Orginal Publication Date
Explorations in Sights and Sounds
Foner and Pacheco have written biographical sketches of three women who endured personal hardship and suffered persecution because they decided to teach non-slave black children in antebellum America. While the three teachers, Prudence Crandall, Margaret Douglass, and Myrtilla Miner, lived and taught in different parts of the country, Connecticut, Virginia, and Washington, D.C., respectively, they shared similar experiences and provided antislavery proponents with evidence of the many personal hardships and indignities blacks experienced and suffered. In general, most members of the antislavery movement agreed on the importance of education for blacks and worked to establish educational institutions through fundraising efforts and letter writing. Each woman had strong supporters as well as detractors. Each learned firsthand that prejudice and racism were not confined to a specific geographic location.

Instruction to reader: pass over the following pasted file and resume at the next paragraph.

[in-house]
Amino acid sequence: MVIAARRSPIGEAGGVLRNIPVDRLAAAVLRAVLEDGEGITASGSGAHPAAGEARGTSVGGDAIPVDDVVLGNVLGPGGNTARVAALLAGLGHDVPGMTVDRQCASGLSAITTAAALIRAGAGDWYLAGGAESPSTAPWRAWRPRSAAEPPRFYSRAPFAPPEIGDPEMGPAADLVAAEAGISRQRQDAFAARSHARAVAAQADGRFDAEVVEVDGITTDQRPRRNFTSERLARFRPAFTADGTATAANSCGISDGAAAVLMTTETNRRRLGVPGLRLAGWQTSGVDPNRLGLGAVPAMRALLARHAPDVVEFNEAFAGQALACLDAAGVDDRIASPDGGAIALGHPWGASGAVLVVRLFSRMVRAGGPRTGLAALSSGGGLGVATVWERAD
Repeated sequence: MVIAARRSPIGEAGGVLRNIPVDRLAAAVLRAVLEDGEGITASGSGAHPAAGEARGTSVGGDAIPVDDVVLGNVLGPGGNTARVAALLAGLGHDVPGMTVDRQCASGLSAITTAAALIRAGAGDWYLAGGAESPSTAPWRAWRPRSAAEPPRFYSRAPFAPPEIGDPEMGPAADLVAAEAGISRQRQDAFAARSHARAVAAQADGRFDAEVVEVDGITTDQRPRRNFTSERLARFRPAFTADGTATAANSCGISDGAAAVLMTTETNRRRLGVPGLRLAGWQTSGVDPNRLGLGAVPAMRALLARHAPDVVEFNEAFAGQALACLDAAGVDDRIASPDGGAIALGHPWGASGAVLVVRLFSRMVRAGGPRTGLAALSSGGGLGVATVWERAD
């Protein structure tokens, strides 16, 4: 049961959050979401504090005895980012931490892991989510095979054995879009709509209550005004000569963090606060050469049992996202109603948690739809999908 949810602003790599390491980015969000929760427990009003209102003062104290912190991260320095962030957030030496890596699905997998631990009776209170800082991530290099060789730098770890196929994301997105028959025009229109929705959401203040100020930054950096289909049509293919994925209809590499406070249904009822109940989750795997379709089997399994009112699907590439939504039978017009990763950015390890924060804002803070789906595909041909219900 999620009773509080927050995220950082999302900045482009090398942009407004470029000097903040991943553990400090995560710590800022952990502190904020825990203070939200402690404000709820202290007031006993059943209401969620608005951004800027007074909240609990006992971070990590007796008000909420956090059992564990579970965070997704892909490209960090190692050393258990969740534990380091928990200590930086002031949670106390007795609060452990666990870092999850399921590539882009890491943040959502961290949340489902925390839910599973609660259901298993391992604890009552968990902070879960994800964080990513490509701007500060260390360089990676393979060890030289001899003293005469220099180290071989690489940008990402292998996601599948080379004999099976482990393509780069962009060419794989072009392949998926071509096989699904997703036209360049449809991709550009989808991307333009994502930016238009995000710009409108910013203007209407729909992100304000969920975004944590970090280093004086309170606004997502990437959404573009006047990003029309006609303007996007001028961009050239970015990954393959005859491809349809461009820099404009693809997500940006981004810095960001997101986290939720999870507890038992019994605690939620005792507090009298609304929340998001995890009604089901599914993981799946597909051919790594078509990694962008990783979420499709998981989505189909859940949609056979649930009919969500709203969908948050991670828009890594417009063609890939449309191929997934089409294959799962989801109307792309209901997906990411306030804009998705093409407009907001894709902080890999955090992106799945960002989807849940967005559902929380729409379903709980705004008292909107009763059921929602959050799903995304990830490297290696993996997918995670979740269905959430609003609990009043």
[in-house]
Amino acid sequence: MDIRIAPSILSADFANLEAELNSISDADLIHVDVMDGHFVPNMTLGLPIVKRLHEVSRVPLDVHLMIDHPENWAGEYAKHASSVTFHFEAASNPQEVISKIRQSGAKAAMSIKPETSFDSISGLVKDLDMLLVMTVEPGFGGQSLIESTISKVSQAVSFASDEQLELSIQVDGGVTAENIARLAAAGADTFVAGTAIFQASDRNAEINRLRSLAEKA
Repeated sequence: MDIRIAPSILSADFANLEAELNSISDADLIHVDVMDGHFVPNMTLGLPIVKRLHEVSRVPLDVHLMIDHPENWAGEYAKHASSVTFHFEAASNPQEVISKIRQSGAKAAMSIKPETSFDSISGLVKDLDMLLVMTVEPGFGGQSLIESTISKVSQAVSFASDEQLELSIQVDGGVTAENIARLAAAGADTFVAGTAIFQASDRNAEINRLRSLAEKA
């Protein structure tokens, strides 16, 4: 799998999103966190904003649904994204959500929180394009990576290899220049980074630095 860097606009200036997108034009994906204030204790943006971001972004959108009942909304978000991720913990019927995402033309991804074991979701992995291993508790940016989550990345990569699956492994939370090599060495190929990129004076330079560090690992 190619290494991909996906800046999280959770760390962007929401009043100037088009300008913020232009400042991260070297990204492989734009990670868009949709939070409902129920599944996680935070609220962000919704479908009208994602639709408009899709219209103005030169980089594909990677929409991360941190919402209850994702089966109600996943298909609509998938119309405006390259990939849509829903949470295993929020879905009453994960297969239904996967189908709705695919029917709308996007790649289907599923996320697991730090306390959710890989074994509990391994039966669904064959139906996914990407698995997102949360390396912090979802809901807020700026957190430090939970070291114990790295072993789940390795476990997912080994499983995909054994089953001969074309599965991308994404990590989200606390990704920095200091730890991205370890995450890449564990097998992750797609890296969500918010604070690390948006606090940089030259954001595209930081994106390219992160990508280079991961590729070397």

Copyright, ©EES, The National Association for Ethnic Studies, 1986